With numerous cosmetic houses competing against each other in a $40 to $50 billion industry, many of them spend just as much, if not more on advertising and promotion as they do on R&D. The average consumer looks more likely to choose from branding and advertising efforts, than actual scientific evidence of what ingredients are in each product. John Stanton, Marketing Professor at Saint Josephs University, Philadelphia told media insiders that, "Most of us don't have the technical skills to look at something and identify the specific ingredients".
According to TNS Media, the cosmetics industry spent an estimated $2.2 billion on advertising in 2005, a figure that shows many manufacturers rely heavily on promotion and portraying the 'right' brand. There has also been a huge drive recently into online sales and marketing, with beauty giants such as MAC and Clinique recently launching online sites as a convenient alternative to buying products without the hassle of going in store.
MAC launched its new online store in Australia this week, and Clinique is marketing free delivery and gift-wrap promotions on its online store, for the Christmas shopper.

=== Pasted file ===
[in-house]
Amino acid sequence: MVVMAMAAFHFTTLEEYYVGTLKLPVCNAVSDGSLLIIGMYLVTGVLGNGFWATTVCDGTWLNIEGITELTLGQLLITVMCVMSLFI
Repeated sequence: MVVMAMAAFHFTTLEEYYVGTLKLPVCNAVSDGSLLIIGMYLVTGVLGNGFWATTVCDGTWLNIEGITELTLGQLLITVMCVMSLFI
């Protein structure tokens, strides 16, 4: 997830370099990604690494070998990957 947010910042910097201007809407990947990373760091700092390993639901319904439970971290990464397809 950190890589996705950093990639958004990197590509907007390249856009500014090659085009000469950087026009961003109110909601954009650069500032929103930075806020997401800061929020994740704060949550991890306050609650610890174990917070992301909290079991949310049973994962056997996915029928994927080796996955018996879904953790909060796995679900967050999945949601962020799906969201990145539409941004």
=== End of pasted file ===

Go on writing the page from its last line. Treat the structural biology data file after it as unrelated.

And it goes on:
Both companies have targeted the online shopping craze that is emerging, with Jupiter Research stating that consumers will spend a massive $274 million in online purchases this holiday season, a $264 million increase from the comparable season in 2005, which only saw sales reach the $10 million mark.
However, despite large advertising campaigns there are claims that larger cosmetic companies who can afford the lavish promotions may not actually be that different to the low-end companies that do not promote so heavily.
'More expensive is not necessarily better, you may have a very expensive cream with very expensive packaging and another cream sold in the mass market drug chain store, which might be as good and contain the same ingredients and cost one-tenth of the price' Dr Diane Berson, a Manhattan dermatologist told media insiders.